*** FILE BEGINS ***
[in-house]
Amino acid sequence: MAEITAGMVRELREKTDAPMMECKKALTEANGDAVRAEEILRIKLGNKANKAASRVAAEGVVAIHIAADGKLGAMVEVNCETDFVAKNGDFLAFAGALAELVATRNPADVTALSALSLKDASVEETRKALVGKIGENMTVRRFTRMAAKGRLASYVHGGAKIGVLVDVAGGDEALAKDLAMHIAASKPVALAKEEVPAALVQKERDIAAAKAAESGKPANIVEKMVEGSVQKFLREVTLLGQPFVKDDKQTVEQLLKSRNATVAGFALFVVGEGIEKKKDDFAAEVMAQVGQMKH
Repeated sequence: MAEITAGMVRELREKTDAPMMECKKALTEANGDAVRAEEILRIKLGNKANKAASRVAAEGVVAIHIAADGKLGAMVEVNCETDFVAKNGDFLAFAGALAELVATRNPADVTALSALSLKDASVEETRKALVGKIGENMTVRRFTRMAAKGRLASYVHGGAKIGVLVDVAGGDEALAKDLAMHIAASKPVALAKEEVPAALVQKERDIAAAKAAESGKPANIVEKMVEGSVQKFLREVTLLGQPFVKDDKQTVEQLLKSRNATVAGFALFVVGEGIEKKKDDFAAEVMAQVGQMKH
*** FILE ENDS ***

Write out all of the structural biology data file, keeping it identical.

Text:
[in-house]
Amino acid sequence: MAEITAGMVRELREKTDAPMMECKKALTEANGDAVRAEEILRIKLGNKANKAASRVAAEGVVAIHIAADGKLGAMVEVNCETDFVAKNGDFLAFAGALAELVATRNPADVTALSALSLKDASVEETRKALVGKIGENMTVRRFTRMAAKGRLASYVHGGAKIGVLVDVAGGDEALAKDLAMHIAASKPVALAKEEVPAALVQKERDIAAAKAAESGKPANIVEKMVEGSVQKFLREVTLLGQPFVKDDKQTVEQLLKSRNATVAGFALFVVGEGIEKKKDDFAAEVMAQVGQMKH
Repeated sequence: MAEITAGMVRELREKTDAPMMECKKALTEANGDAVRAEEILRIKLGNKANKAASRVAAEGVVAIHIAADGKLGAMVEVNCETDFVAKNGDFLAFAGALAELVATRNPADVTALSALSLKDASVEETRKALVGKIGENMTVRRFTRMAAKGRLASYVHGGAKIGVLVDVAGGDEALAKDLAMHIAASKPVALAKEEVPAALVQKERDIAAAKAAESGKPANIVEKMVEGSVQKFLREVTLLGQPFVKDDKQTVEQLLKSRNATVAGFALFVVGEGIEKKKDDFAAEVMAQVGQMKH